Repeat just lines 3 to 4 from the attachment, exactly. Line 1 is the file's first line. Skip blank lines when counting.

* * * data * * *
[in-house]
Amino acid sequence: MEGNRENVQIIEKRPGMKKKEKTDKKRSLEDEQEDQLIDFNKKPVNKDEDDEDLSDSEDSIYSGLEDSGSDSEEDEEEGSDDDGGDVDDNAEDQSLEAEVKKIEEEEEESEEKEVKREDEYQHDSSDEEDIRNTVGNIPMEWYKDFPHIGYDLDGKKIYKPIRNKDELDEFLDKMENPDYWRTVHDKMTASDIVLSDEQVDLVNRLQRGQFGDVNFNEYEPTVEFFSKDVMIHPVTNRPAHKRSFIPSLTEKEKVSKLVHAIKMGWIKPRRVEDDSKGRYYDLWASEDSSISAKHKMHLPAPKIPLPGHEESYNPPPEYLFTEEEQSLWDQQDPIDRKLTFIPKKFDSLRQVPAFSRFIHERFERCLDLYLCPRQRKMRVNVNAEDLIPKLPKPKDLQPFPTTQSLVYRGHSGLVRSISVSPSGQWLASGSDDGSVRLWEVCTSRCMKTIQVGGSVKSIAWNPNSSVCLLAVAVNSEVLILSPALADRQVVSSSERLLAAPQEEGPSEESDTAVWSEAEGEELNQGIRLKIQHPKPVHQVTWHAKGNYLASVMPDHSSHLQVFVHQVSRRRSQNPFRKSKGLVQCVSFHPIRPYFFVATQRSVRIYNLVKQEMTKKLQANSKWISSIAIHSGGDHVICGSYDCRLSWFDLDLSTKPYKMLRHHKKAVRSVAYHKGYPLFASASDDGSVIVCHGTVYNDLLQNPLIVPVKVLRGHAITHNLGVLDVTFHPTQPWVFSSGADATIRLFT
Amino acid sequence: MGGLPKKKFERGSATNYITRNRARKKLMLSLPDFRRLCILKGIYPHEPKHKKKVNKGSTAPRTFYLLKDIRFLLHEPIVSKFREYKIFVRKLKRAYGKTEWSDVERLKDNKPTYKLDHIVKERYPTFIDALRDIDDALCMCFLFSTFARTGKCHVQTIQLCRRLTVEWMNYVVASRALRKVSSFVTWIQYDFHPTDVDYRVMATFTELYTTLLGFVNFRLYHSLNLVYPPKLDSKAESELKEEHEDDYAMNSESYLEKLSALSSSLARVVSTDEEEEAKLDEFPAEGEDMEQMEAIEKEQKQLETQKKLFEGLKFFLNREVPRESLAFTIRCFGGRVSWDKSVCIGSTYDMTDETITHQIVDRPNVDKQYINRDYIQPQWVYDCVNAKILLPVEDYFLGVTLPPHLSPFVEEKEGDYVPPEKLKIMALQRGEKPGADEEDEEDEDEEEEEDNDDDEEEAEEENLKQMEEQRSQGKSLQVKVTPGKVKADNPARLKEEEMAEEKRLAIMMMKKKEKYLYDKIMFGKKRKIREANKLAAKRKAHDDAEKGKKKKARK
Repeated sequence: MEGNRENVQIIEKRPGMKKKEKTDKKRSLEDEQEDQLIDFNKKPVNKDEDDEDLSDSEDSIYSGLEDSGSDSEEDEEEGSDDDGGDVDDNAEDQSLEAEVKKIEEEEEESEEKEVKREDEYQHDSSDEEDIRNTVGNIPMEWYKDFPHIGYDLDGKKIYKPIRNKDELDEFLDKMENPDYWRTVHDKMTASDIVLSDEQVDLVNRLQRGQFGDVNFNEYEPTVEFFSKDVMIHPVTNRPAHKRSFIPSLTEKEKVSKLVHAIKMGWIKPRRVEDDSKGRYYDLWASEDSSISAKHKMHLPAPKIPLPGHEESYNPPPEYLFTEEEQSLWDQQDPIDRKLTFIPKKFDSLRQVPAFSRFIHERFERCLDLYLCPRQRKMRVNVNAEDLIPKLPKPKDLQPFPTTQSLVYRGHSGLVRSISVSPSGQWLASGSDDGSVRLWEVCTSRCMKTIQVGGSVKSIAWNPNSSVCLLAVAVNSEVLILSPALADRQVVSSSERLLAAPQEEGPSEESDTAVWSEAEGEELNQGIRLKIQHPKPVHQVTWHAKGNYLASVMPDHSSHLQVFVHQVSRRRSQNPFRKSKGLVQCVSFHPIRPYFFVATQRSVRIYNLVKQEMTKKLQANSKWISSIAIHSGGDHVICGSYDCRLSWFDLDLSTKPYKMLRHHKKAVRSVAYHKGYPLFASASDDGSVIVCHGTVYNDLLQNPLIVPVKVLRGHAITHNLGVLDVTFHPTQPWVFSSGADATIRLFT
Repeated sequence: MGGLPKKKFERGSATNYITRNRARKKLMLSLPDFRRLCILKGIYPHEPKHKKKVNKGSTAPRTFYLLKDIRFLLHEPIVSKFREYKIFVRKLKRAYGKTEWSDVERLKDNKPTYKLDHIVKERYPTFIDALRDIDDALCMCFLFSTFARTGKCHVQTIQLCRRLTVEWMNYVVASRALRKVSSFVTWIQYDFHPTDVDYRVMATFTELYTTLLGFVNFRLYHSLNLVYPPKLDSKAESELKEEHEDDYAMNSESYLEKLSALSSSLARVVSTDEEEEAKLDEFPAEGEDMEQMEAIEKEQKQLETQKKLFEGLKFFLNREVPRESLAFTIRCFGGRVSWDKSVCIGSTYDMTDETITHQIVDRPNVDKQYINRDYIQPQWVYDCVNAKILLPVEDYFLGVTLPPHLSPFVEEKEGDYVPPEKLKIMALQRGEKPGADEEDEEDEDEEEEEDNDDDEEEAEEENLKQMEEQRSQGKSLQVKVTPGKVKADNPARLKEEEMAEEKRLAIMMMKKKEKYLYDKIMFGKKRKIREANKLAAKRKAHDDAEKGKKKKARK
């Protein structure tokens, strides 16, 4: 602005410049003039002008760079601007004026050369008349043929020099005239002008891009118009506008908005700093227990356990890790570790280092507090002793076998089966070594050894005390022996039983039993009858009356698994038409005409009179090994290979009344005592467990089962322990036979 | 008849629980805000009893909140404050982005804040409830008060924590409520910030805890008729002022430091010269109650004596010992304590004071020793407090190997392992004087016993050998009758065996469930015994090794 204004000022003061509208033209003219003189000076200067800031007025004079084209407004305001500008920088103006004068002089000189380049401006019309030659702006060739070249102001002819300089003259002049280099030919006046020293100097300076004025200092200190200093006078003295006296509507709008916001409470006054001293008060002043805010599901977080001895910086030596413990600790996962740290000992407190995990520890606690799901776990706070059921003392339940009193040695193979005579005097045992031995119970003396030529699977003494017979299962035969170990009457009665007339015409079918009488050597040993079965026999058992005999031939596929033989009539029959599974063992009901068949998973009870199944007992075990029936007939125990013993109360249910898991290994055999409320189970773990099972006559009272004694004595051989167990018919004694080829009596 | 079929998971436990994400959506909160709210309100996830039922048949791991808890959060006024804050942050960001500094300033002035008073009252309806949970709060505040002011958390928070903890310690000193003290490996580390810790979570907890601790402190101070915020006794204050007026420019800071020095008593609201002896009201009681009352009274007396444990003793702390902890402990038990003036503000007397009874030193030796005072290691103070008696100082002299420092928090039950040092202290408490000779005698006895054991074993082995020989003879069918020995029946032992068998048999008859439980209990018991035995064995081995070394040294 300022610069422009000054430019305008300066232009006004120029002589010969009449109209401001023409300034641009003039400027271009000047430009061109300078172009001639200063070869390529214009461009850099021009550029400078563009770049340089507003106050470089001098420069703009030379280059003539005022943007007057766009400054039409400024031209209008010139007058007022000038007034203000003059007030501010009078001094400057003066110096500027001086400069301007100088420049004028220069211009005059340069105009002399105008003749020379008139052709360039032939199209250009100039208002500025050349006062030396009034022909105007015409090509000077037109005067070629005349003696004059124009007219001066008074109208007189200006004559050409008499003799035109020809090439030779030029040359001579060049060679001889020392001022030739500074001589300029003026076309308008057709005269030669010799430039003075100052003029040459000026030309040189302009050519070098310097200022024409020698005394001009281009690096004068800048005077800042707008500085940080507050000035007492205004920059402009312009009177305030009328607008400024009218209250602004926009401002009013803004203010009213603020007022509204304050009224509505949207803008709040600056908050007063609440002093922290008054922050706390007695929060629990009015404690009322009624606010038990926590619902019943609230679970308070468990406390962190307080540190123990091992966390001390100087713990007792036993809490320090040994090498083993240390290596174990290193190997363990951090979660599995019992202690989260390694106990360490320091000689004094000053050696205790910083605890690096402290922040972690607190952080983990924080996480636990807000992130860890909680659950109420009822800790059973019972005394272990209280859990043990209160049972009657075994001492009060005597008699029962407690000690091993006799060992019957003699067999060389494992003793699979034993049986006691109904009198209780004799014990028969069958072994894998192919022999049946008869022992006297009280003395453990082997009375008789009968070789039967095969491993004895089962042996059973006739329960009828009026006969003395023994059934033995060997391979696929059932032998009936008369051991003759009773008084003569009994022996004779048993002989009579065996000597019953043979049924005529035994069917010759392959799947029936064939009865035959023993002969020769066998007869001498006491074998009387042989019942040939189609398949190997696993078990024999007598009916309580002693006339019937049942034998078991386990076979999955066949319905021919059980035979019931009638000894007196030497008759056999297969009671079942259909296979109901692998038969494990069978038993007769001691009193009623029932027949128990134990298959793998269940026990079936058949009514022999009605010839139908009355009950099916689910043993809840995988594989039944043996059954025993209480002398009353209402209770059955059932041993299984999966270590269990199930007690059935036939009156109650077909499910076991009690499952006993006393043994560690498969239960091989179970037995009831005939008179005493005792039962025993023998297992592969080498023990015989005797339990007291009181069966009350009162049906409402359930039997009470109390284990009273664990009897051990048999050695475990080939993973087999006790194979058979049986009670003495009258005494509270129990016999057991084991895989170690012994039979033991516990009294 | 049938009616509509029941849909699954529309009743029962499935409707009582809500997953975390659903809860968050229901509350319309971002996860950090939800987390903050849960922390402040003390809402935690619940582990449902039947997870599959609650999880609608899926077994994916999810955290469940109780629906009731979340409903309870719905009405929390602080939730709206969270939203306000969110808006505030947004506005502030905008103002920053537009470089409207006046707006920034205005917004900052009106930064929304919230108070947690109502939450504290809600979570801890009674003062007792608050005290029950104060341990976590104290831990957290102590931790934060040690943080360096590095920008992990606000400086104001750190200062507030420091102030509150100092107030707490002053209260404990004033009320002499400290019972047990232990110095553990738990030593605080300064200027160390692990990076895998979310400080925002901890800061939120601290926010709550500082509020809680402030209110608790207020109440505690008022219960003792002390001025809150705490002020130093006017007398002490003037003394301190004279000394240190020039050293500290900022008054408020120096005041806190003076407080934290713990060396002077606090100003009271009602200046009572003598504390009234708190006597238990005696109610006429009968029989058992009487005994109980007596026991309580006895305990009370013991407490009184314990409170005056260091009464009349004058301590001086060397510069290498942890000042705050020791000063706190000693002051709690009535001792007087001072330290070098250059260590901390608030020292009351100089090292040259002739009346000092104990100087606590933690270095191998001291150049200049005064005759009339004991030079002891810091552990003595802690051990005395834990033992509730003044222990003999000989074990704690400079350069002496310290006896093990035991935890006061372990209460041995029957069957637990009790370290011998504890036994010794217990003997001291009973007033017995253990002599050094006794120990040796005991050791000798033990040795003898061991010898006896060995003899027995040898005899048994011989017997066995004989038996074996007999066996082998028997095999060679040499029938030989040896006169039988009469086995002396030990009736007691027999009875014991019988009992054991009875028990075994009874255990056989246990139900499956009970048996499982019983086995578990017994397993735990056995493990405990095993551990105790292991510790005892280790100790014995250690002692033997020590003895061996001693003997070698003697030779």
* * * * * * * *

Amino acid sequence: MGGLPKKKFERGSATNYITRNRARKKLMLSLPDFRRLCILKGIYPHEPKHKKKVNKGSTAPRTFYLLKDIRFLLHEPIVSKFREYKIFVRKLKRAYGKTEWSDVERLKDNKPTYKLDHIVKERYPTFIDALRDIDDALCMCFLFSTFARTGKCHVQTIQLCRRLTVEWMNYVVASRALRKVSSFVTWIQYDFHPTDVDYRVMATFTELYTTLLGFVNFRLYHSLNLVYPPKLDSKAESELKEEHEDDYAMNSESYLEKLSALSSSLARVVSTDEEEEAKLDEFPAEGEDMEQMEAIEKEQKQLETQKKLFEGLKFFLNREVPRESLAFTIRCFGGRVSWDKSVCIGSTYDMTDETITHQIVDRPNVDKQYINRDYIQPQWVYDCVNAKILLPVEDYFLGVTLPPHLSPFVEEKEGDYVPPEKLKIMALQRGEKPGADEEDEEDEDEEEEEDNDDDEEEAEEENLKQMEEQRSQGKSLQVKVTPGKVKADNPARLKEEEMAEEKRLAIMMMKKKEKYLYDKIMFGKKRKIREANKLAAKRKAHDDAEKGKKKKARK
Repeated sequence: MEGNRENVQIIEKRPGMKKKEKTDKKRSLEDEQEDQLIDFNKKPVNKDEDDEDLSDSEDSIYSGLEDSGSDSEEDEEEGSDDDGGDVDDNAEDQSLEAEVKKIEEEEEESEEKEVKREDEYQHDSSDEEDIRNTVGNIPMEWYKDFPHIGYDLDGKKIYKPIRNKDELDEFLDKMENPDYWRTVHDKMTASDIVLSDEQVDLVNRLQRGQFGDVNFNEYEPTVEFFSKDVMIHPVTNRPAHKRSFIPSLTEKEKVSKLVHAIKMGWIKPRRVEDDSKGRYYDLWASEDSSISAKHKMHLPAPKIPLPGHEESYNPPPEYLFTEEEQSLWDQQDPIDRKLTFIPKKFDSLRQVPAFSRFIHERFERCLDLYLCPRQRKMRVNVNAEDLIPKLPKPKDLQPFPTTQSLVYRGHSGLVRSISVSPSGQWLASGSDDGSVRLWEVCTSRCMKTIQVGGSVKSIAWNPNSSVCLLAVAVNSEVLILSPALADRQVVSSSERLLAAPQEEGPSEESDTAVWSEAEGEELNQGIRLKIQHPKPVHQVTWHAKGNYLASVMPDHSSHLQVFVHQVSRRRSQNPFRKSKGLVQCVSFHPIRPYFFVATQRSVRIYNLVKQEMTKKLQANSKWISSIAIHSGGDHVICGSYDCRLSWFDLDLSTKPYKMLRHHKKAVRSVAYHKGYPLFASASDDGSVIVCHGTVYNDLLQNPLIVPVKVLRGHAITHNLGVLDVTFHPTQPWVFSSGADATIRLFT